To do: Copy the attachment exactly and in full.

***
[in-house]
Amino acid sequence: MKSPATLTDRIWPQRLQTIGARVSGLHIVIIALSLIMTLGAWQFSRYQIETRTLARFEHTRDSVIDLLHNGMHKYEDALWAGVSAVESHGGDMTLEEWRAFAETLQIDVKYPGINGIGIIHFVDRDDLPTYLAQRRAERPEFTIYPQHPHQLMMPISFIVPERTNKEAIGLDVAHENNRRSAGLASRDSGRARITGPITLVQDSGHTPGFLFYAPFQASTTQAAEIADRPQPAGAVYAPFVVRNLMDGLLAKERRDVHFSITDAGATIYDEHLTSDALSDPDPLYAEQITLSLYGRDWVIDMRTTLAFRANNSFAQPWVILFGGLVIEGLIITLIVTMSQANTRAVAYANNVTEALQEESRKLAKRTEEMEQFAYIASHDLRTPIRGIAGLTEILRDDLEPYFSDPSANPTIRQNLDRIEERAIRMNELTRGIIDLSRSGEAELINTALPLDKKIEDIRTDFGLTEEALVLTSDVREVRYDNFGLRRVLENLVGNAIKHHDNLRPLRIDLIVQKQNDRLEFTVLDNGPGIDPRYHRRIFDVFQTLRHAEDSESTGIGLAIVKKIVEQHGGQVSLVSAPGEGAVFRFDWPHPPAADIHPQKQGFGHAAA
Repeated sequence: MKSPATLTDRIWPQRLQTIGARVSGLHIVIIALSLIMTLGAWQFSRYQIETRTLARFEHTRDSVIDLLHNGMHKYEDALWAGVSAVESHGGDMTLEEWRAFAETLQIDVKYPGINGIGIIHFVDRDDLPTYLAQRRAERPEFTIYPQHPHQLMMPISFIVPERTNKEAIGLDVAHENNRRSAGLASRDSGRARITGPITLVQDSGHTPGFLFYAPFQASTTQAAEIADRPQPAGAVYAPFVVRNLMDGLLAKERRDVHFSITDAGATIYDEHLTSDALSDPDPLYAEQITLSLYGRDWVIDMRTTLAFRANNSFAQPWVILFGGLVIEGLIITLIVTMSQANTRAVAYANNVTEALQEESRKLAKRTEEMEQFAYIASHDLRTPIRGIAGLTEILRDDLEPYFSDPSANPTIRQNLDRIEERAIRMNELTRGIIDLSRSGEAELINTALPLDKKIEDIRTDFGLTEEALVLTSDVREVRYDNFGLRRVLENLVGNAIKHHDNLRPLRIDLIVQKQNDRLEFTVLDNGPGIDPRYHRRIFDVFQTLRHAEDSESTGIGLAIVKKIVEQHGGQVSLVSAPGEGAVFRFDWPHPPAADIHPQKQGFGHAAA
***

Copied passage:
[in-house]
Amino acid sequence: MKSPATLTDRIWPQRLQTIGARVSGLHIVIIALSLIMTLGAWQFSRYQIETRTLARFEHTRDSVIDLLHNGMHKYEDALWAGVSAVESHGGDMTLEEWRAFAETLQIDVKYPGINGIGIIHFVDRDDLPTYLAQRRAERPEFTIYPQHPHQLMMPISFIVPERTNKEAIGLDVAHENNRRSAGLASRDSGRARITGPITLVQDSGHTPGFLFYAPFQASTTQAAEIADRPQPAGAVYAPFVVRNLMDGLLAKERRDVHFSITDAGATIYDEHLTSDALSDPDPLYAEQITLSLYGRDWVIDMRTTLAFRANNSFAQPWVILFGGLVIEGLIITLIVTMSQANTRAVAYANNVTEALQEESRKLAKRTEEMEQFAYIASHDLRTPIRGIAGLTEILRDDLEPYFSDPSANPTIRQNLDRIEERAIRMNELTRGIIDLSRSGEAELINTALPLDKKIEDIRTDFGLTEEALVLTSDVREVRYDNFGLRRVLENLVGNAIKHHDNLRPLRIDLIVQKQNDRLEFTVLDNGPGIDPRYHRRIFDVFQTLRHAEDSESTGIGLAIVKKIVEQHGGQVSLVSAPGEGAVFRFDWPHPPAADIHPQKQGFGHAAA
Repeated sequence: MKSPATLTDRIWPQRLQTIGARVSGLHIVIIALSLIMTLGAWQFSRYQIETRTLARFEHTRDSVIDLLHNGMHKYEDALWAGVSAVESHGGDMTLEEWRAFAETLQIDVKYPGINGIGIIHFVDRDDLPTYLAQRRAERPEFTIYPQHPHQLMMPISFIVPERTNKEAIGLDVAHENNRRSAGLASRDSGRARITGPITLVQDSGHTPGFLFYAPFQASTTQAAEIADRPQPAGAVYAPFVVRNLMDGLLAKERRDVHFSITDAGATIYDEHLTSDALSDPDPLYAEQITLSLYGRDWVIDMRTTLAFRANNSFAQPWVILFGGLVIEGLIITLIVTMSQANTRAVAYANNVTEALQEESRKLAKRTEEMEQFAYIASHDLRTPIRGIAGLTEILRDDLEPYFSDPSANPTIRQNLDRIEERAIRMNELTRGIIDLSRSGEAELINTALPLDKKIEDIRTDFGLTEEALVLTSDVREVRYDNFGLRRVLENLVGNAIKHHDNLRPLRIDLIVQKQNDRLEFTVLDNGPGIDPRYHRRIFDVFQTLRHAEDSESTGIGLAIVKKIVEQHGGQVSLVSAPGEGAVFRFDWPHPPAADIHPQKQGFGHAAA